NFL Kickoff Change

23 Mar

A lot has been made of this change in the kickoff rules, mainly by those that think the game will “inherently” change because of this.  I am not so sure we are looking at a doomsday scenario like that.  Rather, I do feel that limiting the full speed collisions over the season will in fact reduce the chances of concussions in that particular “subset” of the game.

I must admit that while tracking the concussions in the NFL last season specific plays and situations were not part of data collection.  However, it is empirically noted that the full speed nature over great distance have resulted in many concussions.  There have been a variety of stories about players getting drilled during special teams.  In fact, most of the “journeyman” that appear on the concussed list sustained those injuries during that phase of the game.  The specific nuances of the rule were described by Rich McKay in New Orleans;

Playing Rule Proposal No. 2 was the kickoff.  That rule passed and ended up in a form we called Playing Rule Proposal No. 2A.  2A ended up having the following elements: the kickoff will be from the 35-yard line; the touchback will be at the 20-yard line; the out-of-bounds penalty will move the ball as it always has to the 40; and the rule otherwise will remain the same.  The two-man wedge would be allowed; the three-man wedge would be prohibited.  That is the change to the kickoff.  That was rule proposal 2A.  The five-yard restraining line applies.  Players (on the kicking team) must line up at the 30 and no further back than that.

Knowing the exact extent of concussions on a kickoff would be costly and painstaking for me to do, but looking at some reports during the season I could narrow down 10 incidents that happened as the first play of the game/half (kickoff) or were reported as happening on a kickoff; I tend to believe that is a low number but a solid one.  If there is 10-15% less run backs that COULD have eliminated 1-2 cases of concussions, which has merit in my book.  Also buried in the headlines is that the kickoff team will have a five yard restraining line to run from, thus theoretically reducing the speed at which collisions occur.  Again taking physics into consideration this would equate to less force and thus be another protective measure.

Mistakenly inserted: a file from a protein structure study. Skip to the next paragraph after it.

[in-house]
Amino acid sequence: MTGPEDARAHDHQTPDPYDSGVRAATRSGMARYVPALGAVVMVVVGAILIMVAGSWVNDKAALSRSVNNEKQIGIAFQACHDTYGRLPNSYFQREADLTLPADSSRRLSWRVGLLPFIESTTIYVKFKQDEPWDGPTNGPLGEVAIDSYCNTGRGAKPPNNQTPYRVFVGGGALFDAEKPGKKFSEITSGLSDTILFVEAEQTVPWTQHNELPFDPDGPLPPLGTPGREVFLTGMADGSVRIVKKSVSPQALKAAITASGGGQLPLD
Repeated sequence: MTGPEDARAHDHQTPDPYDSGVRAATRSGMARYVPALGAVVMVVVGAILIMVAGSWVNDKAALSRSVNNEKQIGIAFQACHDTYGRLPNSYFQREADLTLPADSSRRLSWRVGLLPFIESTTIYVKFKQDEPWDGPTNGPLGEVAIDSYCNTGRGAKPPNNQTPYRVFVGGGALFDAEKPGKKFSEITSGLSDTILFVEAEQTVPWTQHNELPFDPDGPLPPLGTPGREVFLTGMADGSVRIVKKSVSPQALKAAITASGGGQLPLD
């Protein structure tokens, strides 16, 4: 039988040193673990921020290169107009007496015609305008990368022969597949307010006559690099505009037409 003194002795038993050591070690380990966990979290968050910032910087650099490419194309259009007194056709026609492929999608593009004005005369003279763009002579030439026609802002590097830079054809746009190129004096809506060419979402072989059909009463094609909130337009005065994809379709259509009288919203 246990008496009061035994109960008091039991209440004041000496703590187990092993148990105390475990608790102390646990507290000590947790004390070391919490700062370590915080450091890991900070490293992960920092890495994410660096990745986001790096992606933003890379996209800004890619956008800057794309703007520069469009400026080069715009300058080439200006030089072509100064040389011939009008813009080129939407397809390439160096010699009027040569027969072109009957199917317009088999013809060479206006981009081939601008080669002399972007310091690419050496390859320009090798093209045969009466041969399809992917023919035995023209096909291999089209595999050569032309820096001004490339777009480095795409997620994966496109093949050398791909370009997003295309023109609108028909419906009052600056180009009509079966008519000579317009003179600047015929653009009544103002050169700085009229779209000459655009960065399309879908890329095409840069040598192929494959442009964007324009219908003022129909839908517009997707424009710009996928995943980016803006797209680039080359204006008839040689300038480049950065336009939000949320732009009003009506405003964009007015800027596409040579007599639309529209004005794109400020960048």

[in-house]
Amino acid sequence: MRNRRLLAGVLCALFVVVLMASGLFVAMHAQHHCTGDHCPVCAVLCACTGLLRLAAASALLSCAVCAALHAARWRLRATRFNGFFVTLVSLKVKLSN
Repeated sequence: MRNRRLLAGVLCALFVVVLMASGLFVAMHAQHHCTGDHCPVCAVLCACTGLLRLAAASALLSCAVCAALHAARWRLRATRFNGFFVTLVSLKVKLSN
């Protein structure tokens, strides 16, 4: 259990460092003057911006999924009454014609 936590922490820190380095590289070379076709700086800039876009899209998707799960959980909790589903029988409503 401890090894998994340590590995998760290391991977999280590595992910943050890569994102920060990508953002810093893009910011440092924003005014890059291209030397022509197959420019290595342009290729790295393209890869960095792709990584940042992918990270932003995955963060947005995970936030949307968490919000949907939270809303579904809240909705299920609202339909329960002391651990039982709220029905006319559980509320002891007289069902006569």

At the end of the presser transcript I was intrigued to also see McKay respond to questions about concussion in particular;

On impact of changes in policies on concussions:

As a person working at a team, I would say that I have seen a cultural shift on the concussion side, all for the better.  I think that player to player accountability, in players going over and talking to other players about whether they are concussed, I think players self reporting, players reporting at practice, all of that has really moved in the right direction.  The old mentality of ‘I am tougher than that, I just got dinged, I can keep going’ – I think we have moved past that in a real fast way.  That is all for the good.  For us as a committee, the emphasis and the focus has been a big part of what we discuss a lot.  What we have tried to do is come up with rules and make sure we stay focused on taking the helmet-to-helmet hits out of the game to the extent we can.  It is not a perfect world.  You are still going to have some.  But to the extent we can.  When that player is in a very vulnerable place, we stay focused on that.  Culturally, I think anybody that works for any team, any coach, would tell you that it has changed.  I think it will continue to change as the whole emphasis of it gets pushed down to college and into high school.  My son is graduating from high school this year, and I know when you look at his football team, the emphasis on concussions is unreal. And that is great – it is where it should be.

And more-so was the answer to the question about an increase of reported concussions;

Do we see more reported? Yes.  Do we expect to see more reported?  Yes, because of the cultural change.

This should resonate with the audience, expect for there to be an increase in concussions once again, but do not over react.  One of the main reasons we are experiencing this sudden “crisis” is the fact that awareness and education about the injury is spreading.  The stigma that was “my bell was rung” is leaving the game, resulting in players doing the right thing and reporting the injury.  Until the stigma is complete erased (see Hines Ward) we will not know the full extent of this injury.  Finally on this note, the injury of concussion is not the overall issue here, it is how it has and will be managed that will prevent the most debilitating effects of concussion.

In conclusion, those that yearn for the Devin Hester’s and Josh Cribbs’s of the league to run free on every kick off, there are non-stars that will be protected and play football longer because of the rule change.  Now if the NFL would expand the rosters slightly perhaps that would allow some of the journeyman to speak up, right Ward?

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One Response to “NFL Kickoff Change”

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  1. Kicking off another round of ownership hypocrisy « The Sports Doctor - March 23, 2011

    [...] medical side of the ledger is still somewhat undecided, though at this point in the pernicious progression of concussions, any reduction in the frequency [...]

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